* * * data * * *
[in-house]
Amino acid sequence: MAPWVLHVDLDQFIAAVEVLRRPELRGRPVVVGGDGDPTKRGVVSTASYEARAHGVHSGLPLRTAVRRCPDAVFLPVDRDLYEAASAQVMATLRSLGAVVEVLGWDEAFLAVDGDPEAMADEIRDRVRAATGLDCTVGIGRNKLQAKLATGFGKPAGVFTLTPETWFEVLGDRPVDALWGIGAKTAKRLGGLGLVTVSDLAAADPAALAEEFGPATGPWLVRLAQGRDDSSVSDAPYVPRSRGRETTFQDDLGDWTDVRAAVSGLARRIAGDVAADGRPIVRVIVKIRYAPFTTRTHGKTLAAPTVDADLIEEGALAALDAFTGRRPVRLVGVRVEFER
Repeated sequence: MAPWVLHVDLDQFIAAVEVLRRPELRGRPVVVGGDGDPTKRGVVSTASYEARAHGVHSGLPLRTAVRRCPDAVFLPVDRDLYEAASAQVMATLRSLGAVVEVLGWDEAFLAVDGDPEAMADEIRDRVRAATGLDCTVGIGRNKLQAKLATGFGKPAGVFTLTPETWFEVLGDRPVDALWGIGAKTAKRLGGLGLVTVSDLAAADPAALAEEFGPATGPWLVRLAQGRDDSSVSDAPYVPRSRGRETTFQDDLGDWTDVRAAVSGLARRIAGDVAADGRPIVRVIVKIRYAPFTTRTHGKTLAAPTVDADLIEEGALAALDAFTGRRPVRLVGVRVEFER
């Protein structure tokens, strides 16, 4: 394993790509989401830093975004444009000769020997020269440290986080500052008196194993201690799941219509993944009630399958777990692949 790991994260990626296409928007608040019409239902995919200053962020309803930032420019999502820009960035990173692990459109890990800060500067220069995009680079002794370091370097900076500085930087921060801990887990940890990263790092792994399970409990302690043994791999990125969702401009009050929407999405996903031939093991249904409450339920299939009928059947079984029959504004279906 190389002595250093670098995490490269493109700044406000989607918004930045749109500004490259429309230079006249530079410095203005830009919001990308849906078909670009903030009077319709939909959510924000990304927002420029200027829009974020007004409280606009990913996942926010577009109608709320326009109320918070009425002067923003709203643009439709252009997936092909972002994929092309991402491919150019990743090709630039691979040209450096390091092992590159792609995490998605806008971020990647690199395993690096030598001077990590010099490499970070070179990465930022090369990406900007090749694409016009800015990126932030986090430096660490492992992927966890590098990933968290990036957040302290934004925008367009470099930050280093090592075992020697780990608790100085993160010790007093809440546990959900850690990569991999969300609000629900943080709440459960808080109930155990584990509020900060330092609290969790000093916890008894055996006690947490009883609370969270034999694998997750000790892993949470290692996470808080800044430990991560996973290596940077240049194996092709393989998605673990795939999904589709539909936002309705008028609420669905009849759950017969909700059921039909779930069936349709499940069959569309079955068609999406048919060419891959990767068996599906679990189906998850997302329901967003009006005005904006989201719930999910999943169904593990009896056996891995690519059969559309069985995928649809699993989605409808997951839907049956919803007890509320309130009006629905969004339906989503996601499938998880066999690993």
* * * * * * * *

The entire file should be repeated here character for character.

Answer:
[in-house]
Amino acid sequence: MAPWVLHVDLDQFIAAVEVLRRPELRGRPVVVGGDGDPTKRGVVSTASYEARAHGVHSGLPLRTAVRRCPDAVFLPVDRDLYEAASAQVMATLRSLGAVVEVLGWDEAFLAVDGDPEAMADEIRDRVRAATGLDCTVGIGRNKLQAKLATGFGKPAGVFTLTPETWFEVLGDRPVDALWGIGAKTAKRLGGLGLVTVSDLAAADPAALAEEFGPATGPWLVRLAQGRDDSSVSDAPYVPRSRGRETTFQDDLGDWTDVRAAVSGLARRIAGDVAADGRPIVRVIVKIRYAPFTTRTHGKTLAAPTVDADLIEEGALAALDAFTGRRPVRLVGVRVEFER
Repeated sequence: MAPWVLHVDLDQFIAAVEVLRRPELRGRPVVVGGDGDPTKRGVVSTASYEARAHGVHSGLPLRTAVRRCPDAVFLPVDRDLYEAASAQVMATLRSLGAVVEVLGWDEAFLAVDGDPEAMADEIRDRVRAATGLDCTVGIGRNKLQAKLATGFGKPAGVFTLTPETWFEVLGDRPVDALWGIGAKTAKRLGGLGLVTVSDLAAADPAALAEEFGPATGPWLVRLAQGRDDSSVSDAPYVPRSRGRETTFQDDLGDWTDVRAAVSGLARRIAGDVAADGRPIVRVIVKIRYAPFTTRTHGKTLAAPTVDADLIEEGALAALDAFTGRRPVRLVGVRVEFER
């Protein structure tokens, strides 16, 4: 394993790509989401830093975004444009000769020997020269440290986080500052008196194993201690799941219509993944009630399958777990692949 790991994260990626296409928007608040019409239902995919200053962020309803930032420019999502820009960035990173692990459109890990800060500067220069995009680079002794370091370097900076500085930087921060801990887990940890990263790092792994399970409990302690043994791999990125969702401009009050929407999405996903031939093991249904409450339920299939009928059947079984029959504004279906 190389002595250093670098995490490269493109700044406000989607918004930045749109500004490259429309230079006249530079410095203005830009919001990308849906078909670009903030009077319709939909959510924000990304927002420029200027829009974020007004409280606009990913996942926010577009109608709320326009109320918070009425002067923003709203643009439709252009997936092909972002994929092309991402491919150019990743090709630039691979040209450096390091092992590159792609995490998605806008971020990647690199395993690096030598001077990590010099490499970070070179990465930022090369990406900007090749694409016009800015990126932030986090430096660490492992992927966890590098990933968290990036957040302290934004925008367009470099930050280093090592075992020697780990608790100085993160010790007093809440546990959900850690990569991999969300609000629900943080709440459960808080109930155990584990509020900060330092609290969790000093916890008894055996006690947490009883609370969270034999694998997750000790892993949470290692996470808080800044430990991560996973290596940077240049194996092709393989998605673990795939999904589709539909936002309705008028609420669905009849759950017969909700059921039909779930069936349709499940069959569309079955068609999406048919060419891959990767068996599906679990189906998850997302329901967003009006005005904006989201719930999910999943169904593990009896056996891995690519059969559309069985995928649809699993989605409808997951839907049956919803007890509320309130009006629905969004339906989503996601499938998880066999690993």